Asprey was founded in 1781 in Mitcham, South London.
It was there that William Asprey established a silk printing business. William’s son Charles and his grandson, also Charles, expanded the business into the metallic arts.
In 1841 the elder Charles went into partnership with a London stationer located on Bond Street. In 1847 the Asprey family broke with their partner and moved into 167 New Bond Street, the premises Asprey occupies today.
Asprey advertised “articles of exclusive design and high quality, whether for personal adornment or personal accompaniment and to endow with richness and beauty the tables and homes of people of refinement and discernment.” An early speciality was dressing cases. Asprey not only made superlative traditional cases, they reconceived the category, creating new, more portable designs, especially in leather, suitable for the new style of travel ushered in by railways.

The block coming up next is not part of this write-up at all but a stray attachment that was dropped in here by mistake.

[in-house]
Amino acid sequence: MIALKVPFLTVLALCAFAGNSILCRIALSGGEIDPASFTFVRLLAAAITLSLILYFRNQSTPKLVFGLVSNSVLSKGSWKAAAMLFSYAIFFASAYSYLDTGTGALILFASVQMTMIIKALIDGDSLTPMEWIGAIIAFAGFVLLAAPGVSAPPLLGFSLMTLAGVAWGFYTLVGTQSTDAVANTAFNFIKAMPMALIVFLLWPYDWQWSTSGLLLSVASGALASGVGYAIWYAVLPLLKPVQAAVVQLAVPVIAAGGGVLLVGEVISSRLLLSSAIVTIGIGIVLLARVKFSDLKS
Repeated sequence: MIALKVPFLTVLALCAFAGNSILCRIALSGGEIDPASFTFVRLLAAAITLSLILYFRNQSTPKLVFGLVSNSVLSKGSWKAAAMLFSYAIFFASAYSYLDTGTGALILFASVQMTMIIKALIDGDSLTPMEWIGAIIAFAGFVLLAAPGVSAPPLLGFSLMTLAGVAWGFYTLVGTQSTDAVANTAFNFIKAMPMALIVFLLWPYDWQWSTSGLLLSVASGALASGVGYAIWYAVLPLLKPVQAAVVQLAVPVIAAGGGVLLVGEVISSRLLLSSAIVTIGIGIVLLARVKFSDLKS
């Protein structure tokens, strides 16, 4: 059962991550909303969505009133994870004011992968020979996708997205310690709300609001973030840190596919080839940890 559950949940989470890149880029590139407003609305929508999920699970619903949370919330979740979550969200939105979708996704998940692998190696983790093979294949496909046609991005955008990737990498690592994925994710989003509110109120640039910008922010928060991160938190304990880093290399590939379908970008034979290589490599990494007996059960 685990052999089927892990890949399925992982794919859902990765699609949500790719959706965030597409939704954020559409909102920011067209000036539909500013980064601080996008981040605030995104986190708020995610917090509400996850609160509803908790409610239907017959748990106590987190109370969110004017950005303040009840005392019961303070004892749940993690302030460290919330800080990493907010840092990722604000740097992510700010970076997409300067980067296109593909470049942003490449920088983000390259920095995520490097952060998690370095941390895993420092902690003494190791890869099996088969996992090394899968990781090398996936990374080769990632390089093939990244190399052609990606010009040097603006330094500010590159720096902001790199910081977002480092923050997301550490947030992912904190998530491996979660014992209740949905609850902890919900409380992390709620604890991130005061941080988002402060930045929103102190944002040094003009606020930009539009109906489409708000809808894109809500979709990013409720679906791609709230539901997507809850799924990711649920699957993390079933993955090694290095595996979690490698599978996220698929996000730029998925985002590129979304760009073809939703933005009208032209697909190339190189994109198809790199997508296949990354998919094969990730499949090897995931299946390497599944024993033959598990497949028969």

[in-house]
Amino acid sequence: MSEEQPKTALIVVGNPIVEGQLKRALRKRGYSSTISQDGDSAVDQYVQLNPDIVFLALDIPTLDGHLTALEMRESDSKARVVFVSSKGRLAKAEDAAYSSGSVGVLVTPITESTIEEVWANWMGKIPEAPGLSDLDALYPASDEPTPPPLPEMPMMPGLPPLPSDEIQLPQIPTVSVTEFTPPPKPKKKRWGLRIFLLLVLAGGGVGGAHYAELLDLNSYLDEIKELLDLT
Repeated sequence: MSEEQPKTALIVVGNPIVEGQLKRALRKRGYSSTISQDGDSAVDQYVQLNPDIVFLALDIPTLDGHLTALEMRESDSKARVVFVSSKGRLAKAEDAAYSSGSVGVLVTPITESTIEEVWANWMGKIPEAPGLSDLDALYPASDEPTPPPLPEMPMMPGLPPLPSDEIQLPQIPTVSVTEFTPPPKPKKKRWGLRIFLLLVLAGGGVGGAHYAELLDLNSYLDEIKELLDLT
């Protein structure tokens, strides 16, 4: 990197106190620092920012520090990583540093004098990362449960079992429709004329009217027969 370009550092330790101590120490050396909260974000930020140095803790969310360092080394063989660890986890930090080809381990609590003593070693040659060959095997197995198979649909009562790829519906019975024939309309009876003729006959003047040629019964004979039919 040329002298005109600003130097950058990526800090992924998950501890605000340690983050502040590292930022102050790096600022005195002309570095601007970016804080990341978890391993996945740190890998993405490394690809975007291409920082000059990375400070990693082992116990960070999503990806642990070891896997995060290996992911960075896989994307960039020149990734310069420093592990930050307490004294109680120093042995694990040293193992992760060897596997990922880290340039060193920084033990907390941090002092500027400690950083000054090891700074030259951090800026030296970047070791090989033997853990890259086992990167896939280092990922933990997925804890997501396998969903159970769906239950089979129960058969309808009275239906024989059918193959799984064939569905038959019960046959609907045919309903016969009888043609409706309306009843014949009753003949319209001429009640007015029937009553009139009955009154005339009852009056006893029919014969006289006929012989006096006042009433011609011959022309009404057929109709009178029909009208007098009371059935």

The company consolidated its position through shrewd acquisitions. In 1859 Asprey absorbed Edwards, an award winning maker of dressing cases and holder of a Royal Warrant.
The company purchased the Alfred Club at 22 Albemarle Street, which backed on to the New Bond Street store and meant that Asprey now had entrances on two of London’s most fashionable streets.
Asprey established its reputation as the premier maker of luxury goods by winning a gold medal for its dressing cases at the International Exhibition of 1862. In the same year Asprey was granted a Royal Warrant by Queen Victoria.